Tuesday, October 3

How Should We Approach Jonah?

Yesterday was, of course, Yom Kippur. During the musaf service during this holy day, Jews read the book of Jonah.

Especially when viewed against the lens of the text we read during Rosh Hashanah, the Akeidah, the book of Jonah is a very difficult text. In Jonah, we read the story of a prophet who appears mean, vindictive and insubordinate to Hashem.

As compared against Abraham, who argued with Hashem over the life of the inhabitants of Sodom, Jonah "sat on the east side of [Nineveh], and there made him a booth, and sat under it in the shadow, till he might see what would become of the city." I imagine him popping a bowl of popcorn so he may be entertained by the big show.

In Jonah, we have a prophet who refers to what are normally referred to as the positive attributes of G-d (gracious, compassionate, long-suffering, and abundant in mercy) as a negative!

In addition to the contempt that Jonah seems to show for life, in Jonah we have a prophet who makes every effort to disobey Hashem. When instructed by Hashem to go to Nineveh (present day Baghdad) to proclaim against it, he hurries to try and hide out in Tarshish (present day Spain). He is only dissuaded by his attempt to run away from G-d when he is swallowed into the belly of a fish.

After being spit up by the fish, he doesn't rush to do as he was instructed; G-d had to instruct Jonah a second time. As I mentioned above, the reluctant prophet then castigates G-d for being merciful.

What are we to learn from Jonah? I look forward to your thoughts.

5 comments:

Joel said...

Since you asked, here's how we should approach Jonah: as mythology. We should recognize immediately that the story of Jonah didn't actually happen, that the genocidal, slavery-approving, vicious god of the Old Testament doesn't exist. Just as Noah didn't get every species on earth (including 650,000 species of beatles alone!!!) onto his Ark. Jonah should be in the same category as Hercules, Dionysis, Prometheus, Persephone, etc...

Treasure State Jew said...

Joel;

I appreciate your perspective. However, even if you solely approach Jonah as mythology, don't you think that there are ethical lessons to be learned here?

You reference the Greek myths. Why read those myths if we cannot learn anything from them? Even if you deny any holiness in the Bible, don't you think that books, like Jonah, have something to teach us?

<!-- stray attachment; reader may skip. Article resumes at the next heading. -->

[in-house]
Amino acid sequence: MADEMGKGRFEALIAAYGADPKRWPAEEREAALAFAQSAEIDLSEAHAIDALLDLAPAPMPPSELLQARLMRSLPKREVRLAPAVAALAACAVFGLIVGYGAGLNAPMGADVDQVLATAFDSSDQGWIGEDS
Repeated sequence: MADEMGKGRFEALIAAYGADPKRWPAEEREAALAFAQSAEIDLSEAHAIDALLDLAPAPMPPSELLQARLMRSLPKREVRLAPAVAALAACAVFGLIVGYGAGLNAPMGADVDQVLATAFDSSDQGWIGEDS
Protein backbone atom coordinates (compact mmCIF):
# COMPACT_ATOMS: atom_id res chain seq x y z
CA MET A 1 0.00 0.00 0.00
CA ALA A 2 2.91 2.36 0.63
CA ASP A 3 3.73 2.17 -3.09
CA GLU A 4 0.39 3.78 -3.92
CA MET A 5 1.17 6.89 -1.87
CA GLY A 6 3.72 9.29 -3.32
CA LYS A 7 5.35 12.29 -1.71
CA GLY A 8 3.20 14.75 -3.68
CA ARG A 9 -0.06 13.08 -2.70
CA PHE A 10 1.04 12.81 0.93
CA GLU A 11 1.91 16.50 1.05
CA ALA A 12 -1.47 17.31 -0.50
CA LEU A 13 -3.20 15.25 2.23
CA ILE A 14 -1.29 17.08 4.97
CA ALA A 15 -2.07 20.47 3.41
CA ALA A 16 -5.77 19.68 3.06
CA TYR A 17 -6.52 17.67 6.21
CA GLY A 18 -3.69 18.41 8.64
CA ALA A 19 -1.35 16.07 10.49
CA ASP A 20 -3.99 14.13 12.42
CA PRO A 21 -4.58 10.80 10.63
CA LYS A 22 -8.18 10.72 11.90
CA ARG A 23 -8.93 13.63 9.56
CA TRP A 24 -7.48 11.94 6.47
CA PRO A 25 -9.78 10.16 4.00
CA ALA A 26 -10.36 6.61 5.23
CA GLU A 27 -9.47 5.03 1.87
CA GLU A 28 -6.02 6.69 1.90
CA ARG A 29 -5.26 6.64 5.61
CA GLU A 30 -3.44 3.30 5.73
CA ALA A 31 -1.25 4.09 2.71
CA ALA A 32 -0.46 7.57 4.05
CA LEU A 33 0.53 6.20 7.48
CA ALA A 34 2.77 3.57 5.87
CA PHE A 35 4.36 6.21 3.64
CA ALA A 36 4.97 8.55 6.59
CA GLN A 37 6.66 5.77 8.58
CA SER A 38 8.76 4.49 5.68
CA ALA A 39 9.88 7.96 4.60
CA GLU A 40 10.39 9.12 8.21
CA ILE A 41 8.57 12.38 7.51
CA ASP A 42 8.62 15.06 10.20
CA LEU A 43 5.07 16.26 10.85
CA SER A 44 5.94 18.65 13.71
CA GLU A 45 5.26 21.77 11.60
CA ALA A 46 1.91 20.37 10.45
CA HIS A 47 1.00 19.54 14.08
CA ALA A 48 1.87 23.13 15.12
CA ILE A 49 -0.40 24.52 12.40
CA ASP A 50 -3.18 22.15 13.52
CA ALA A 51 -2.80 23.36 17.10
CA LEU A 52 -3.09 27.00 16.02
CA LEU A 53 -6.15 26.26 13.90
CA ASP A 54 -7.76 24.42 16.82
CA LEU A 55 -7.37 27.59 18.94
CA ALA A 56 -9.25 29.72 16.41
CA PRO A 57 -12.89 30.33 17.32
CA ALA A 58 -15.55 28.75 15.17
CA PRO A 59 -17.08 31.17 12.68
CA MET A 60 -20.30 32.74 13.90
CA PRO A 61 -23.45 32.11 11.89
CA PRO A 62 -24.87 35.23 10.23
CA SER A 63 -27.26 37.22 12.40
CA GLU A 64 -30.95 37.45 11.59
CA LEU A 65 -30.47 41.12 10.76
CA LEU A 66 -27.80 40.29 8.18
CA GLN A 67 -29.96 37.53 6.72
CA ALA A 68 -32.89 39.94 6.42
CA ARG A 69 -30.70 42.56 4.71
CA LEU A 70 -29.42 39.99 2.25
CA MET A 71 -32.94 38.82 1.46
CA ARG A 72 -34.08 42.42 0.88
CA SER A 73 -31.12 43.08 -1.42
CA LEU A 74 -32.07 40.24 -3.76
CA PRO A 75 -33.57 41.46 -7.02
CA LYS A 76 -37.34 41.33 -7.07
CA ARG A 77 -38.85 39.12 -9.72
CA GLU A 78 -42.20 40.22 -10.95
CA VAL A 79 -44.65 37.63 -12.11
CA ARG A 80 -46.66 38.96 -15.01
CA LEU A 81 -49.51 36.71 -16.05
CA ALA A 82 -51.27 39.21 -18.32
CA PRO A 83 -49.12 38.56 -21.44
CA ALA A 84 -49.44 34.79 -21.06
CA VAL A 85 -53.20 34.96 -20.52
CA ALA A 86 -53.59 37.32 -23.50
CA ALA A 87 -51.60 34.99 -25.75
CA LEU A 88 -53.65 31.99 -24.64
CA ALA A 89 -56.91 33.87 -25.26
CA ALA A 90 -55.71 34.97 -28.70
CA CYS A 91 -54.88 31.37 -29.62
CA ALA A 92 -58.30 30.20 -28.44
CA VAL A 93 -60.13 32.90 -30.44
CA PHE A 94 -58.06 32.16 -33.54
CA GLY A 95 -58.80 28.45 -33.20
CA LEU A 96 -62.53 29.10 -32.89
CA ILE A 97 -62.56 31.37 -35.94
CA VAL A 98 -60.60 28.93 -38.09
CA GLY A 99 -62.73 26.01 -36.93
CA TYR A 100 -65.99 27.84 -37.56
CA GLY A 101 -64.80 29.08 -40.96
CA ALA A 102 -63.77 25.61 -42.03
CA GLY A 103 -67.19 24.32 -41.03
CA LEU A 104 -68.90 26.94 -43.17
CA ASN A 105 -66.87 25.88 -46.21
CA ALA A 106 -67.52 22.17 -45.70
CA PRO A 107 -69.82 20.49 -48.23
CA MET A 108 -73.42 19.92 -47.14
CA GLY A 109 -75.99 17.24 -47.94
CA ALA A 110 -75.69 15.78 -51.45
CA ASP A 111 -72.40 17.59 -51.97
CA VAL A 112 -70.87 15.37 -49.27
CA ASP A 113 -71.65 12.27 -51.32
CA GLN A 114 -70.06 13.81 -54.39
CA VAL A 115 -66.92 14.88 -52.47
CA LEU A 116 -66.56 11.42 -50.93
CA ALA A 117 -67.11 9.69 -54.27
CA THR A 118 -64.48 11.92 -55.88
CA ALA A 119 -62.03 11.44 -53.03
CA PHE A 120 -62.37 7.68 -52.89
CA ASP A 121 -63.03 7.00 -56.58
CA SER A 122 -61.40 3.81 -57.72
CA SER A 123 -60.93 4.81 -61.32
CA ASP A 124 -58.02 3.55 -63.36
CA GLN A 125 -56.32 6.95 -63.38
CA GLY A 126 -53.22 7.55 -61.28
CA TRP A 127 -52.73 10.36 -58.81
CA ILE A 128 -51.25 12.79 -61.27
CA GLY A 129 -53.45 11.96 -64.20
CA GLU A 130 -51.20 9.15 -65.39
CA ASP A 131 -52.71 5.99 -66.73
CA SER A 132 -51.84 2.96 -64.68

Joel said...

TSJ,
A fair point. The problem is that the story of Jonah, like other biblical mythological stories are not, in general, treated as stories, but treated as real events that did, in fact, happen, going back all the way to the Adam and Eve myth. They are thus taught from that perspective.
There can be ethical lessons learned from Greek myths, Hindu myths, Native American myths, Aesop, and the Brother's Grimm. If we treat the god of the old testament as a fictional character, like Zues or Zoroaster or even Gilgamesh, we are better able to distinguish the moral of the tale.
Let me ask you: What then does the story of Jonah teach us as a mythology?
The story of Jonah seems to be historically used to teach lessons about running from God, or being disobedient to God. I'm not sure how the particular story of Jonah has a real-world lesson to teach. I could be wrong and would be interested in what you think.
Thanks.

Treasure State Jew said...

Joel;

One of the lessons that we can take from Jonah is that justice must be diluted with compassion.

Why did Jonah run from Hashem? Well, it "displeased [him] greatly; and he was angry" that G-d "repented of the evil which He said He would do unto [Nineveh]."

We do not know what sin was committed by the Ninevites. However, Jonah ran to Tarshish in order to ensure that G-d would strike down the city; a metropolis of "more than sixscore, a hundred and twenty thousand persons."

To me, the heart of this story is not the running, it is not the fish, and it is not really the redemption of Nineveh. It is the story of the gourd and the worm.

When we mete out Justice, we must be compassionate. I submit that is one of the most important lessons we can glean from Jonah.

Treasure State Jew said...

Another lesson that can be gleaned from this story is one of tolerance and a rejection of jingoism; the Chosen people are not the only ones can live good, moral lives.

Once the Ninevites foresake their evil ways (whatever they were); Hashem withdrew His sentence against them. All people's have merit and we are all obligated to pursue justice.